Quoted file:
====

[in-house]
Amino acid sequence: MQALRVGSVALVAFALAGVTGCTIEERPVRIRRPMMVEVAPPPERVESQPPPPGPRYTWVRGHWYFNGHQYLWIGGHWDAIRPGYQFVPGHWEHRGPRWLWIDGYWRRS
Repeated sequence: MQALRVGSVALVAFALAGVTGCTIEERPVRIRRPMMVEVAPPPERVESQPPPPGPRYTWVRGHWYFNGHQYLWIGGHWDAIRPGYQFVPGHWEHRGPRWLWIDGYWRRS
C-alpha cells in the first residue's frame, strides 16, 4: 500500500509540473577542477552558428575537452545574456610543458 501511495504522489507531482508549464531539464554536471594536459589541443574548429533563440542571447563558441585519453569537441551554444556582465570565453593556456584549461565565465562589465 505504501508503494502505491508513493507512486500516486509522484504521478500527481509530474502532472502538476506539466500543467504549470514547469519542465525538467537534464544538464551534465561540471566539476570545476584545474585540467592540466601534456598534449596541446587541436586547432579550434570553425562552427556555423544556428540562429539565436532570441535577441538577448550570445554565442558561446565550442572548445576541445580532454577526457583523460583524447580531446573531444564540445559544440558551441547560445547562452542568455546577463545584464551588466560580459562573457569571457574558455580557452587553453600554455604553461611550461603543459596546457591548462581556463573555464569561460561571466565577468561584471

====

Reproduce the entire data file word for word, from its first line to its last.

[in-house]
Amino acid sequence: MQALRVGSVALVAFALAGVTGCTIEERPVRIRRPMMVEVAPPPERVESQPPPPGPRYTWVRGHWYFNGHQYLWIGGHWDAIRPGYQFVPGHWEHRGPRWLWIDGYWRRS
Repeated sequence: MQALRVGSVALVAFALAGVTGCTIEERPVRIRRPMMVEVAPPPERVESQPPPPGPRYTWVRGHWYFNGHQYLWIGGHWDAIRPGYQFVPGHWEHRGPRWLWIDGYWRRS
C-alpha cells in the first residue's frame, strides 16, 4: 500500500509540473577542477552558428575537452545574456610543458 501511495504522489507531482508549464531539464554536471594536459589541443574548429533563440542571447563558441585519453569537441551554444556582465570565453593556456584549461565565465562589465 505504501508503494502505491508513493507512486500516486509522484504521478500527481509530474502532472502538476506539466500543467504549470514547469519542465525538467537534464544538464551534465561540471566539476570545476584545474585540467592540466601534456598534449596541446587541436586547432579550434570553425562552427556555423544556428540562429539565436532570441535577441538577448550570445554565442558561446565550442572548445576541445580532454577526457583523460583524447580531446573531444564540445559544440558551441547560445547562452542568455546577463545584464551588466560580459562573457569571457574558455580557452587553453600554455604553461611550461603543459596546457591548462581556463573555464569561460561571466565577468561584471